I noticed that the Bermuda Skinks had been collected by the curatorial assistant in the NMNH Herpetology Department, the fellow who had helped me get set up in the collection.  I went to his office and asked him questions about the habits of the skinks in Bermuda.  Why didn't the males have expanded heads?  Didn't they fight?  He didn't know.  His visit to Bermuda had been brief, and he hadn't done much with the skinks apart from collecting them.  Ever helpful though, as curatorial assistants are, he gave me the name and address of a biologist in Bermuda.  "Ask him," he said.

So I wrote to Bermuda, to Dr. David Wingate, whom I had no knowledge of.

I got a letter back.  David, aside from being Bermuda's Conservation Officer, was an ornithologist, not a herpetologist, but was concerned about the skinks.  Their numbers on islands where they had previously been plentiful had diminished greatly.  I was welcome to come and try to figure out why.

It's only slightly better than a 2 hour flight from Toronto to Bermuda, which is the world's northernmost coral atoll.  The gulf stream keeps it warm, and its proximity to eastern North Armerica has influenced its flora and fauna, resulting in a mix of Carolinian and Caribbean.  There is only one extant native terrestrial vertebrate, the Bermuda Skink, known locally as the Bermuda Rock Lizard.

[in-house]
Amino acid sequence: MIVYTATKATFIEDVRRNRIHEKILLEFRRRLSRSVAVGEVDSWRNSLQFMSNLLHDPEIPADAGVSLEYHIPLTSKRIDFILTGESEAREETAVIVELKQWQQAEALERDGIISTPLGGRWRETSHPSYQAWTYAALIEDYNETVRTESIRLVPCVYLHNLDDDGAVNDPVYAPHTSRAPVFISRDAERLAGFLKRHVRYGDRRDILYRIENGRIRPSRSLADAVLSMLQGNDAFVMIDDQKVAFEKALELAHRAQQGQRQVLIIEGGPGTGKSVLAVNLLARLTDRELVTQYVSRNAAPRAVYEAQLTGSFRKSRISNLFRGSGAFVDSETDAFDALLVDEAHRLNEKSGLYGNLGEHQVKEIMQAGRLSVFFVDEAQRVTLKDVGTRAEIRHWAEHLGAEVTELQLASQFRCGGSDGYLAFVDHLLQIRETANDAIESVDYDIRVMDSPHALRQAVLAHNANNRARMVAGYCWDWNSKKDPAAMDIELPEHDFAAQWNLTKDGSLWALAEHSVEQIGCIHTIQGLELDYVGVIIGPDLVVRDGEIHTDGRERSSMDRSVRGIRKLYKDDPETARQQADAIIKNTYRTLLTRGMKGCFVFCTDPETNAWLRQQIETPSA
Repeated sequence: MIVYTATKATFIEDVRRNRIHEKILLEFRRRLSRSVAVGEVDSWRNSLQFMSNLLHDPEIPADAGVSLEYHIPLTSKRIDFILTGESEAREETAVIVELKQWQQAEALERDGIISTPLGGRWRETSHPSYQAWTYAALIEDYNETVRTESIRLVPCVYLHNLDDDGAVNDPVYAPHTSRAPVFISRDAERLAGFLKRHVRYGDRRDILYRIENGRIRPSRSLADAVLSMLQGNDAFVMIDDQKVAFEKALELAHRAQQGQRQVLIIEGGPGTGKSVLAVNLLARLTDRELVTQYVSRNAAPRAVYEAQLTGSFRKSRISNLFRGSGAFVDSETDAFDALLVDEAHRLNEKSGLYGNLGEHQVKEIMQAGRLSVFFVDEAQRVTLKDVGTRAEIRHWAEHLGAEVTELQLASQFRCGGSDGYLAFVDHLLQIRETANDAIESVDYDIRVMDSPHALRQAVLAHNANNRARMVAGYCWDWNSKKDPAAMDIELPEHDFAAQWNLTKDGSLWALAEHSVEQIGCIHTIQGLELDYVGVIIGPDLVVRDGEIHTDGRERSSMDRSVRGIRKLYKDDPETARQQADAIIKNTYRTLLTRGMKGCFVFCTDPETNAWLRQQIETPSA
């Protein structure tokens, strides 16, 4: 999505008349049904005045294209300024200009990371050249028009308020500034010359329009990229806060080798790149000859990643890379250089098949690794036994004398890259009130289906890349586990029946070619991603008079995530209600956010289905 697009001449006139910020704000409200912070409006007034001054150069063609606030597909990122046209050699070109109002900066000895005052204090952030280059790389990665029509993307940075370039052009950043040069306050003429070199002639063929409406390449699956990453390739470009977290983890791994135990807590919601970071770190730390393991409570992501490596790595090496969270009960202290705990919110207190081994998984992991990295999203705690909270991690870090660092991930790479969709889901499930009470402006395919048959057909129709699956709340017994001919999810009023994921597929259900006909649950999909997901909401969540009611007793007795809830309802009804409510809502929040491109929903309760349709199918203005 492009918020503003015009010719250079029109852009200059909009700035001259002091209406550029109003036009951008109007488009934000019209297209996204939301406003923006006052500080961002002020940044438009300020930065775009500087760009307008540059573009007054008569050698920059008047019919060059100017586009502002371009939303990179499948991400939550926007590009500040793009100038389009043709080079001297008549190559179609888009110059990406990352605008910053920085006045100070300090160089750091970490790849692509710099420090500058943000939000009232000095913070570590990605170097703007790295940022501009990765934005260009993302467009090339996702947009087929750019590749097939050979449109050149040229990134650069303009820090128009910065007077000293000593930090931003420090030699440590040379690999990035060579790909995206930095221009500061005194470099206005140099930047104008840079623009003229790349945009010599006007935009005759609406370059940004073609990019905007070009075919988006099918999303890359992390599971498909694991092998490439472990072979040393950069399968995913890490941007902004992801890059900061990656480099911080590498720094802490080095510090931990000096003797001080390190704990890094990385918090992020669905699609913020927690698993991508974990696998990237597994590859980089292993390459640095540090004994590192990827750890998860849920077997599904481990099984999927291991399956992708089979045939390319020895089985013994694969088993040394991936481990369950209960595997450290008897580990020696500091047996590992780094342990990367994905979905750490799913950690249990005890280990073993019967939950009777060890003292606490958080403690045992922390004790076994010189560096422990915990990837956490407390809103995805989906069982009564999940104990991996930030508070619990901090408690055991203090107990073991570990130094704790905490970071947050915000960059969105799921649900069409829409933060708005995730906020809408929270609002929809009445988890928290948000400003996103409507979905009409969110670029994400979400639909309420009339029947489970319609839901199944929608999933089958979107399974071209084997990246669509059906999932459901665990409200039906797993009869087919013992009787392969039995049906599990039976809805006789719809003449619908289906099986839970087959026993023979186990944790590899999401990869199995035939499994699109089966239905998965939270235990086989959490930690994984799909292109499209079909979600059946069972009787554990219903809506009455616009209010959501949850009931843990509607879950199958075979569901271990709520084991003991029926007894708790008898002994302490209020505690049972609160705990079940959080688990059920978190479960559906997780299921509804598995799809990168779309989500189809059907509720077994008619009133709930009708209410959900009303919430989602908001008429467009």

However, rather than being related closely to eastern North American species, the Bermuda Skink is a remnant of a more distantly-related line, now lost from that region, which may explain its differences in form and behaviour. I suspected this at the time, but had no means of testing it.  Since then, molecular studies have shown this to be the case (e.g., Brandley et al., 2010), that Bermuda has served as "an evolutionary life raft" for an ancient American, otherwise extinct, lineage. 

Off I went.

Hellooooo Bermuda Rock Lizards!

I became aware of Cahows not long after the plane landed. David Wingate met me at the airport.  He had told me over the phone to look for a grey-haired man with binoculars around his neck.  He wasn't hard to pick out.  As one person had told me, "He looks like Zeus."

From the airport we drove in a small pickup truck across the long and narrow causeway, along winding roads through golf courses, to a small concrete wharf, where we loaded my luggage into a Boston Whaler and headed off across Castle Harbour toward Nonsuch Island, which would be my home for the next six weeks.  

However, en route David asked if I wouldn't mind if he took a slight detour to check on a Cahow nest.


We crossed the harbour, which is bounded on one side by the airport, the other by a long peninsula and a scattering of smaller islands, the largest of which is Nonsuch, and continued into open water.  The water in the harbour had been a bit rough.  Outside was worse.  The boat yawed and pitched as David aimed at an almost barren, ragged rock.  He cut the engine near the rock, which was going up and down relative to us, and tossed an anchor over the back.   The chain clattered out.  Then, as we we drifted near, going up and down and also left and right, one of us feeling nauseous and about to lose his airplane lunch, David plucked up a rope and leapt from the boat, landing like Bugs Bunny escaping the plummeting plane, jumping up at the right moment and landing softly.  He used the rope to pull the boat closer.  I was supposed to jump out next.